My mother was a lover of all kinds of local histories (she had, for example, all the works of Herries Beattie) and a contrarian in her own right when it came to suburban sensibilities. She did not impose on others but, for our household purposes, a spade was a polite Sockburn spade. I liked this. We were near to the southern and western roads out of the city and our home felt to me like the edge of the world, with only Hornby to stand between us and the wild vagaries of colonial history: the ghosts, the namings, the drownings. With these stories and the fact my mother’s parents had come up poor, we who were not tangata whenua knew a little of the tenuousness of claiming home. Nonetheless, Sockburn, though not a place to stand, might be a place to stop, a place to teeter, a waiting place for the detail of our lives to write itself.
3. East of the Sun and West of the Moon
I came back to live. It was a standing joke among my friends that I would, that I would ultimately never leave. It was funny because it was true.
The character of the place revealed itself in different ways now that I was working, and especially on the days that I was working from home. The residents got on the buses and in their cars and left for the working day; the children walked to the two schools separated by the overbridge; the owner-operators drove off in their trucks and vans to a day or a week of business. The workers came in off the buses and out of their customised cars and utes, to the panel beaters, to the service centre, to the small distribution warehouses and the automotive centres. Only the people who leased the shops – one block at the roundabout, the other at the racecourse – lived and worked locally.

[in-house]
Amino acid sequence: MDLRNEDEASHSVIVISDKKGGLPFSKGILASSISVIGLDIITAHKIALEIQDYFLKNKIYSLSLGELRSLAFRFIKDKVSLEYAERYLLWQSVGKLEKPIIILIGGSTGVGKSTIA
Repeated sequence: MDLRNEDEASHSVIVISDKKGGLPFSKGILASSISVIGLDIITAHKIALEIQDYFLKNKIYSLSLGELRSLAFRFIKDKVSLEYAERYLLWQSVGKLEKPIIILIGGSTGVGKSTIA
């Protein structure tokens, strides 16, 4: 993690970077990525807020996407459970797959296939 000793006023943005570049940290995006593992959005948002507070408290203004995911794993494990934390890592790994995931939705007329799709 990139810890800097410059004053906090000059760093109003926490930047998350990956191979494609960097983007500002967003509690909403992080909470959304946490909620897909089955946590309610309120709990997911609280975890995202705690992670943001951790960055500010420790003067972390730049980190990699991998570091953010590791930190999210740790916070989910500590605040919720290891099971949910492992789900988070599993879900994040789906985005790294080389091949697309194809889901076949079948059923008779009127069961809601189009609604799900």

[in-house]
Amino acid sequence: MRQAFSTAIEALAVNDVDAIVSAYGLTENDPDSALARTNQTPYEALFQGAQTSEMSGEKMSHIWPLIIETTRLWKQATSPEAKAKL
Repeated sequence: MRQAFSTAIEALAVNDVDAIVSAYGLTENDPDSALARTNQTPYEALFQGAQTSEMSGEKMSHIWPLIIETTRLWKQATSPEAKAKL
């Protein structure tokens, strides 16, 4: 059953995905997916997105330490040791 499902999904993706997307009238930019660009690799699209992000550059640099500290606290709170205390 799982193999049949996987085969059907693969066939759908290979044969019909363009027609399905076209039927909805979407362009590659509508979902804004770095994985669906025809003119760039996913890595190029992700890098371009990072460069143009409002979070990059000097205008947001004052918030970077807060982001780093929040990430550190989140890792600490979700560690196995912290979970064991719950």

As students, my friends and I had parodied the norms of the city and made much of the suburbs in which we were flatting and the schools to which we had gone. As a working adult, it was hard at times to accept that these things were not merely idle customs but social criteria by which to judge others. It was a surprise to find that there were professional situations in which the fact of my unburnished origins – the corridor suburb, the suburban public high school – would facilitate not a merry ironising of the whole notion of location but a polite consigning of me to unsophisticated circles.
The whole point, it turned out, of upgrading one’s neighbourhood to a near site of increased gentility, was to make those humbler locations disappear. The joke that I had shared with friends – that everyone west of Hagley Park lived in a cardinal direction from Fendalton or Avonhead – was not so funny in the many situations where this was a professed reality. The business as usual of middle New Zealand, in which Anika Moa’s refusing to apologise to a radio host for the fact of coming from Hornby, was a minor radical act.
And yet my mother was right: the fact of the neighbourhood, its physicality, its history, remains. To one thing binds another: the abattoir and the SPCA, the ironist and the fact of her origins. Writing Sockburn is a way of believing that it exists, against the narratives of estate agents and the upwardly mobile and the whole leafy-green weight of the western suburbs. Our fortunes, as I have said before, were written in the shingle of our dead bed of the Waimakariri, that absorbed the ground acceleration of recent years but may yet take receipt of that river again, should the Alpine Fault give way. The civic suffering diverted around us into softer ground, but that is no elevator of status.
4. The Sockburn Burger
The internet, that no-place, is well-made for flattening out suburban introspection. These #eqnz days upon social media have done much to build a zig-zag fabric, a weaving of bonds that extend beyond the immediately walkable. One must ruminate, but one must also eat.
For a long time this has been a one-woman story, but now others are in it too. Stories reflected back to us, jokes traded, memories made. These days are not as we thought they’d be, but we are in them. This place is not wholly what one might expect.